Where conditions such as "darkness, steam and smoke" prevent the investigators from completing their investigation, the exigency -- the need to find the cause -- remains. This exigency is exactly the same whether the fire officials first start to investigate by actually entering the building and then break-off the investigation due to adverse conditions, or whether, as in the instant case, the conditions (intense heat, water and darkness) prevented specific investigators from themselves entering in the first place. In either event, the cause of the fire remains undetermined until an investigator discovers its origin. We reject the argument based on Tyler to the effect that Officer Cobb's search would have been a "good search" had he but first entered the building the previous night before deciding it was too hot, wet and dark to conduct an investigation, and then left, but because he simply stood outside the building and, based on personal observation, years of experience as a fire marshall, and common sense, decided that it would be wise to return the first thing in the morning to start the investigation, that it was a "bad search." It is obvious that such a "distinction" between this case and Tyler is one without difference and one which has little or no relevance to the validity of the fire investigation.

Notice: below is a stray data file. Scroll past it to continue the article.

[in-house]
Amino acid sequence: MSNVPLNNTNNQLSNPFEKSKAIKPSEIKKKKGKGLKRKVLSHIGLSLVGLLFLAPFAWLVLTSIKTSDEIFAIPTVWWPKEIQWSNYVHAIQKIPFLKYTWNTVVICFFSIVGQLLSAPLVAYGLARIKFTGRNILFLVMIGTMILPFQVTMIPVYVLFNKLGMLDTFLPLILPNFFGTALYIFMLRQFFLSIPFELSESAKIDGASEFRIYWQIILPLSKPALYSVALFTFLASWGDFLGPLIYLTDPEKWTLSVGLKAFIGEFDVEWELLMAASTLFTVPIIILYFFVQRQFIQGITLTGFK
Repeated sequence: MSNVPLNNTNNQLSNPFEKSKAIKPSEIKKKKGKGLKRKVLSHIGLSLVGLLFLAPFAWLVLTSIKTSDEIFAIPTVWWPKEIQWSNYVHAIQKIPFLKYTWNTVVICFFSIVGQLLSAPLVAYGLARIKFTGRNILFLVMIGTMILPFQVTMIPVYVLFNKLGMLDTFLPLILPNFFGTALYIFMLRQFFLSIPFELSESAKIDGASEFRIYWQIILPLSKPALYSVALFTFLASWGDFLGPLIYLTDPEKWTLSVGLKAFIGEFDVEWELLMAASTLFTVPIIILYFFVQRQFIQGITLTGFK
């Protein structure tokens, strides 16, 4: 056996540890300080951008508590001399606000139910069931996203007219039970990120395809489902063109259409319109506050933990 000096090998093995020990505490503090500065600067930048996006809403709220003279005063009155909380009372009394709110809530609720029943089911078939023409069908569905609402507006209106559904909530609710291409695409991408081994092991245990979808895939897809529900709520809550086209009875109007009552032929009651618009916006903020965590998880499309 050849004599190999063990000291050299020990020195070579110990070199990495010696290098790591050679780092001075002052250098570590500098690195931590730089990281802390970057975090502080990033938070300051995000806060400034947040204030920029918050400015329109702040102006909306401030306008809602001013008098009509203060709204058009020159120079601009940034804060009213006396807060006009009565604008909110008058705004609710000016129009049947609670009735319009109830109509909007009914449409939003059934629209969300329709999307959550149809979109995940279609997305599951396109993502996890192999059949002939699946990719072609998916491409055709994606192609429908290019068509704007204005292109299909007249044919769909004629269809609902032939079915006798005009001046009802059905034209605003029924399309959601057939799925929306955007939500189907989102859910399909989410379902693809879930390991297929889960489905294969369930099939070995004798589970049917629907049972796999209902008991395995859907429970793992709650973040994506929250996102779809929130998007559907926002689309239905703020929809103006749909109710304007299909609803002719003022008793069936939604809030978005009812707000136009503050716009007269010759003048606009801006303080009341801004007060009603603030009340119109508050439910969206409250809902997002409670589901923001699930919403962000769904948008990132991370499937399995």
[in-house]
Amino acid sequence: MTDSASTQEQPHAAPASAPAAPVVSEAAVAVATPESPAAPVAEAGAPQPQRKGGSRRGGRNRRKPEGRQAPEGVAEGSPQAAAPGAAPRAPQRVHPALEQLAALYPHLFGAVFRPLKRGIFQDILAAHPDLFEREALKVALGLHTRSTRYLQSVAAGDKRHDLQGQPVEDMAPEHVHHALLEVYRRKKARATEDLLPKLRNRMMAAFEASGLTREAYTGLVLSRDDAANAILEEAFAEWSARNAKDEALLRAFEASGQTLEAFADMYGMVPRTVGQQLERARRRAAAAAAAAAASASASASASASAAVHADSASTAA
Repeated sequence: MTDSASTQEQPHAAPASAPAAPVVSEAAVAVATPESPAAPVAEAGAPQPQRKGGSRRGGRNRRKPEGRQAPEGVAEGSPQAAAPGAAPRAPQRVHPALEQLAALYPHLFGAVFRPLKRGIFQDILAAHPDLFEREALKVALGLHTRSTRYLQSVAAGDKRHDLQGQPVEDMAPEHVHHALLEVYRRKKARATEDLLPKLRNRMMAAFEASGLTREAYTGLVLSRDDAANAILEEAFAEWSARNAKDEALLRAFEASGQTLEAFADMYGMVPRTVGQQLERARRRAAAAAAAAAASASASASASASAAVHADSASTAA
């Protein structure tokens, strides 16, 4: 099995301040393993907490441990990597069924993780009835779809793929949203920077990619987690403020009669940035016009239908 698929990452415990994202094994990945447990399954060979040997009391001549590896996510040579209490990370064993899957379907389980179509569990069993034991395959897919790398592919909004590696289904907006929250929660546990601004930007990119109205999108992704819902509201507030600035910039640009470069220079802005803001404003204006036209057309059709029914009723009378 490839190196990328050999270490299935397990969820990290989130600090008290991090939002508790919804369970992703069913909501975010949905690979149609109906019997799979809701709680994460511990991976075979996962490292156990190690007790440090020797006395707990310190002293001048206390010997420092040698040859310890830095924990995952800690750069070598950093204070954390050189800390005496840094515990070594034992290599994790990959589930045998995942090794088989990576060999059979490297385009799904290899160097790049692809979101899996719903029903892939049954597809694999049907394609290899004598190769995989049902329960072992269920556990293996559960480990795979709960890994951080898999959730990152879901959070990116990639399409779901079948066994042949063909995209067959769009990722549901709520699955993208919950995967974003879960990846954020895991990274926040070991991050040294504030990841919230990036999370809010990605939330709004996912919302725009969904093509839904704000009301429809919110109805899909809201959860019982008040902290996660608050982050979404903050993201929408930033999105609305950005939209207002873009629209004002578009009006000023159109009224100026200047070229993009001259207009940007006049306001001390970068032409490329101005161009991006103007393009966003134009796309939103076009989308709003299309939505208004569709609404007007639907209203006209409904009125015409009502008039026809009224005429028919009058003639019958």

We do not hold that a fire authorizes a search for all times thereafter. But an investigation the first thing on the morning after, utilizing daylight, is a reasonable and necessary exercise of prudence both to be certain the fire is out and the cause determined. "Exigency" is a reasonable standard when reasonably determined, and circumstances are the determining factor. "Reasonable expectations of privacy" cannot be expected to defeat wind, flood, ice and fire. When flames leap from a building from the most innocent or most malicious cause, all expectations of privacy are lost in an immediate public concern for life and property. That concern does not end until the fire is out and its cause has been determined within prompt, reasonable, rational,

[ 511 Pa. Page 49]

    life-preserving periods of time, under the different and extraordinary exigencies caused by fire. It would be a mistake to declare that the morning after is too late. Arsonists might then take note and carefully control their fires to burn before the morning light. The use of a carefully planted timer was suggested in Clifford, supra.